Midwest thought leaders among National Clean Energy Week presenters

Happy Monday and welcome to the first day of National Clean Energy Week. The governors of Indiana, Iowa, Michigan, Missouri, North Dakota, South Dakota, and Wisconsin are among those recognizing National Clean Energy Week, along with numerous participating Midwest organizations and businesses. Registration is still open for virtual programming that will continue throughout the week with input from Midwest entrepreneurs and thought leaders. Topics include agriculture, climate, renewables, transportation, technology commercialization, and technology applications.

Today’s headlines:

🌞 SOLAR: A University of Colorado Denver researcher who studied nearly 500 public U.S. airports found that 20% of them had added solar panel technologies over the last decade, including Minneapolis-St. Paul International Airport.


  • Up to one-third of the nitrogen runoff from Midwest farms that makes its way into the Mississippi River basin annually comes from heavy rainfall events that occur only a few days each year, according to a study from Iowa State University that used innovative computer modeling techniques.
  • Faribault, Minnesota-based aeroponics farming technology business Living Greens Farm plans to expand nationwide by the end of this year or the beginning of next year, reports AberdeenNews.com. The company says its technology allows indoor growing using 95% less water, 98% less land, and no pesticides.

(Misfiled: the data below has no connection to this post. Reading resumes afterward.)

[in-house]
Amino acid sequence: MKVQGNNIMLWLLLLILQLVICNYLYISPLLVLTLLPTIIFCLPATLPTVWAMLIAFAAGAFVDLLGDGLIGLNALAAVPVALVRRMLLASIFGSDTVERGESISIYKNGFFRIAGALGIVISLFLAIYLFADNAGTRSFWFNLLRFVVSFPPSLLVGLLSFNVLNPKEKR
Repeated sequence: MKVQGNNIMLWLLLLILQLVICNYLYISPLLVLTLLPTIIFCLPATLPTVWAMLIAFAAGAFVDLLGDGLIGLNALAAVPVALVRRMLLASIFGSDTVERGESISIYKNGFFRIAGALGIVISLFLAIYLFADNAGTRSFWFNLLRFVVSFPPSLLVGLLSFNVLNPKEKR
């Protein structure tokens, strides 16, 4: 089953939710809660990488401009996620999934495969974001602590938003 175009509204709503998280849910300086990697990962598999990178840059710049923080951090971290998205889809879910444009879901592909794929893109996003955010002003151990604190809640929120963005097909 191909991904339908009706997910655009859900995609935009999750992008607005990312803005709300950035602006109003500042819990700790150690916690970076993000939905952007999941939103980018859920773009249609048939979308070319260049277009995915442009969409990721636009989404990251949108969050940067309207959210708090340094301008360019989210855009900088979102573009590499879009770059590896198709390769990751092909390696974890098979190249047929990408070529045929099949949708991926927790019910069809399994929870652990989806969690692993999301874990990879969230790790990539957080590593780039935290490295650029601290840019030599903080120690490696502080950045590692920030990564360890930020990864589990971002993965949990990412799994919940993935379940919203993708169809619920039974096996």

🗑️ WASTE: GEM-Ash in Rosemount, Minnesota, is using reconfigured existing technology to remove precious metals from a Twin Cities area waste-to-energy facility without the use of polluting chemicals, reports the Star Tribune.

🔋 BATTERIES: Battery technology has had difficulty scaling with electronics’ advances and progress is slower than other technological advancements, reports Semiconductor Engineering. An Argonne National Laboratory scientist discusses the challenges of creating solid-state lithium-ion batteries.

🏭 NET-ZERO: The Prairie Island Indian Community in Minnesota issued a request for proposals for a $46 million project to create an energy system for the tribe that results in net-zero emissions, making it the first net-zero community in the state. The system should reduce energy consumption, incorporate solar and geothermal energy, and develop microgrids for energy distribution and storage.

🏃 ACCELERATOR: Applications are due tomorrow, September 22, for the Mid-West Energy Research Consortium’s WERCBench Labs Accelerator. The program for startups in the energy, power, and controls sectors provides up to $40,000 and lab space and equipment for product testing.

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